These matrix elements can be calculated using (with the harmonic oscillator ladder operators) and the BakerCampbellHausdorff formula:
(37)  
where is the hypergeometric function. To evaluate in the TD limit we need to calculate the coefficients of the powers of with , and
(38)  
The large limit of the expression in the last line in the round parenthesis is just and therefore we obtain
(39) 
with the Bessel function. Notice , the initial Fermi momentum.
In order to evaluate we notice from Eq. (27) that . Thus the only differences compared to are (i) an extra sign and (ii) the replacement of with . Therefore the calculation of follows the same steps as for up to the middle line in Eq. (38), which now becomes
(40) 
but unlike , the piece in the round parenthesis does not grow like for large , but it has a finite limit because . Therefore, for , we have
(41) 
Thus, unlike which is finite in the TD limit, decays to zero as giving just a finitesize correction to the correlation function.
The calculation of the last term is straightforward and in the TD limit we have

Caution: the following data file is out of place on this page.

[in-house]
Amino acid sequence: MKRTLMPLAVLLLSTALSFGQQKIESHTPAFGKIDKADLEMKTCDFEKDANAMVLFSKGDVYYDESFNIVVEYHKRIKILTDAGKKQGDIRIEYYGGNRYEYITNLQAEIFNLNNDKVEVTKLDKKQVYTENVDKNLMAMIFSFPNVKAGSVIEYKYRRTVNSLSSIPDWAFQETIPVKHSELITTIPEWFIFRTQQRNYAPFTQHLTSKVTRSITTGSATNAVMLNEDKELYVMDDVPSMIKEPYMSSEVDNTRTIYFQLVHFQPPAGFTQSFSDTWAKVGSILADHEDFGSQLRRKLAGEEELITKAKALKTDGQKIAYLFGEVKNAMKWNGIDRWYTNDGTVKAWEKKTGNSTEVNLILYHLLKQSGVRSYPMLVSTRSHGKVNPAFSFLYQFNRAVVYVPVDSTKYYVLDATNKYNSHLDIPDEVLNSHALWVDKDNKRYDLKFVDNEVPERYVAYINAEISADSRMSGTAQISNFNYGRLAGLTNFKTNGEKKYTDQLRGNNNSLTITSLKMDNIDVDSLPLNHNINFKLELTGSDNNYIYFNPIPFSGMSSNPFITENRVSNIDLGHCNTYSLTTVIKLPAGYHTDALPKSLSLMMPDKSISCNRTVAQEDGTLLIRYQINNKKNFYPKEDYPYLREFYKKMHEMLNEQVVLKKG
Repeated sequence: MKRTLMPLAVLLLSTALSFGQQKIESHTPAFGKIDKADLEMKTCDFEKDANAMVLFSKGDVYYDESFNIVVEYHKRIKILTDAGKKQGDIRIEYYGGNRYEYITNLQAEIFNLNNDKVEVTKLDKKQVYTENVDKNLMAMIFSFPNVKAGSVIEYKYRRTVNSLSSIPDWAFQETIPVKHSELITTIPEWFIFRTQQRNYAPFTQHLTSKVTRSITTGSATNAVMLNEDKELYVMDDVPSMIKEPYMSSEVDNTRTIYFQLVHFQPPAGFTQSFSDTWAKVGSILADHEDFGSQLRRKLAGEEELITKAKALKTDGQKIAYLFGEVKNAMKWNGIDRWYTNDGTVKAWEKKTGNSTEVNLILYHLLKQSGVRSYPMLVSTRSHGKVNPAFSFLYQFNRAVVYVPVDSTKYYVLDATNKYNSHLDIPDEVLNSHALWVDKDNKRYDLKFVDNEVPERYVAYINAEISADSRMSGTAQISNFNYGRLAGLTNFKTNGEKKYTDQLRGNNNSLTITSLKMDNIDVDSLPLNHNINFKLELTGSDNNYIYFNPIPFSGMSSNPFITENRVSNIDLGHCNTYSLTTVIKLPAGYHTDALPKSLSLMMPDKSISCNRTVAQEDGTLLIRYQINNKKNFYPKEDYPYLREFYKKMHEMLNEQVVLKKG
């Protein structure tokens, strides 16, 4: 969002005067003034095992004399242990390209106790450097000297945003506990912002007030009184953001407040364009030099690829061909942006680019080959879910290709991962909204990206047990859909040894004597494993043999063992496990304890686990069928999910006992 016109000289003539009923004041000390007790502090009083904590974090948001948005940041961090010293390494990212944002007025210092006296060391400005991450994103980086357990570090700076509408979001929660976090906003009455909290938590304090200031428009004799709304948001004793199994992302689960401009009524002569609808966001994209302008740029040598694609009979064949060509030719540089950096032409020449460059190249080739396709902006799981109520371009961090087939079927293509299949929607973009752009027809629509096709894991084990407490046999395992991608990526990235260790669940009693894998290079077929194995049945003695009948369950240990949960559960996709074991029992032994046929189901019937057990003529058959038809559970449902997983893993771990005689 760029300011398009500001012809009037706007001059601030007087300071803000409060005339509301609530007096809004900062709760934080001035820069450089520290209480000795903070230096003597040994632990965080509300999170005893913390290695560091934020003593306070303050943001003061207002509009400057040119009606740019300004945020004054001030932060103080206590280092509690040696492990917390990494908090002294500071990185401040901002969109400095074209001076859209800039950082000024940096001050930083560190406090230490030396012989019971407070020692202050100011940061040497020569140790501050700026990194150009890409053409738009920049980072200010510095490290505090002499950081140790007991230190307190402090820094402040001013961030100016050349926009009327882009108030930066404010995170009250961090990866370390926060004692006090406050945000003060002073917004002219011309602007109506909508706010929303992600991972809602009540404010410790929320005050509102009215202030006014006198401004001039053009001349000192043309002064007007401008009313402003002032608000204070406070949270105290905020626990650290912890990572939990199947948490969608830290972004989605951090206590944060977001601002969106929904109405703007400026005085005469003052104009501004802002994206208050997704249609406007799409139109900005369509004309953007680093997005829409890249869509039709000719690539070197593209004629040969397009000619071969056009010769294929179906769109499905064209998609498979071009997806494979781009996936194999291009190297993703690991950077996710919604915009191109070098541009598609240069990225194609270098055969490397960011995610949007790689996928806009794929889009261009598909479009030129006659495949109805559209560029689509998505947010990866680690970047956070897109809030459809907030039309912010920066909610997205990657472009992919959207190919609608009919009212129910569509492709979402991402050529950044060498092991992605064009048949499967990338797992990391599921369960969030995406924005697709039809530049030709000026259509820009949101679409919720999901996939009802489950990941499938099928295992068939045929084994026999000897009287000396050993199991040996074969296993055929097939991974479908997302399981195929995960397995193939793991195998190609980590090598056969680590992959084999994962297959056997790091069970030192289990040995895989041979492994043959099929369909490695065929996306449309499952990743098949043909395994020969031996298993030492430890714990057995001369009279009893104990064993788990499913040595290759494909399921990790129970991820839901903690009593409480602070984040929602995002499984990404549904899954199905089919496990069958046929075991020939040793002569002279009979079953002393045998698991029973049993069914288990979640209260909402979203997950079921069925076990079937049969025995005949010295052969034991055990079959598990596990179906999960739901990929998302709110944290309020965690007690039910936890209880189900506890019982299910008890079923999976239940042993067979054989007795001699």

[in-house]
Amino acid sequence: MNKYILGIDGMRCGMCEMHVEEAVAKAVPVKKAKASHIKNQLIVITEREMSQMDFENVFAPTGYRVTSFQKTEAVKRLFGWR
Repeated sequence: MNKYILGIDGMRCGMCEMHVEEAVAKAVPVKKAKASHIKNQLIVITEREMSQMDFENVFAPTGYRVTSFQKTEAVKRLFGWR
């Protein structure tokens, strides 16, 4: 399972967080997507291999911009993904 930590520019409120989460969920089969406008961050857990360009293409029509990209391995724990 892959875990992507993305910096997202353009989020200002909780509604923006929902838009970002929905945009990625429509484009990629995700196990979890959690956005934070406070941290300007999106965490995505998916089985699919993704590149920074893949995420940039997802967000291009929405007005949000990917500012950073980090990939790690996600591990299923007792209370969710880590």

(42) 
which also vanishes for large .
Summing up, the time average of the fermionic correlation function in the thermodynamic limit gets a non vanishing contribution only from and so it is
(43) 
3.2 The time dependent oneparticle problem
As detailed in A, Fourier analysis allows us to rewrite the oneparticle evolution in Eq. (32) in terms of the time evolved wave function in the infinitespace
(44) 
This formula is valid for any oneparticle timedependent problem with PBC and its physical meaning is very simple: in a circle of length with PBC, the time evolution is equivalent to the sum (superposition) of the time evolution of infinite copies (replicas labeled by in Eq. (44)) of the initial state in infinite space but shifted by integer multiples of (see Fig. 2 for a pictorial representation). For the particular case at hand we have
and using the following property of the Hermite polynomials
we get
and therefore
(47)  
which coincides with the result in Ref. [75]. The full time dependence in the ring is obtained by plugging the above equation (47) in Eq. (44).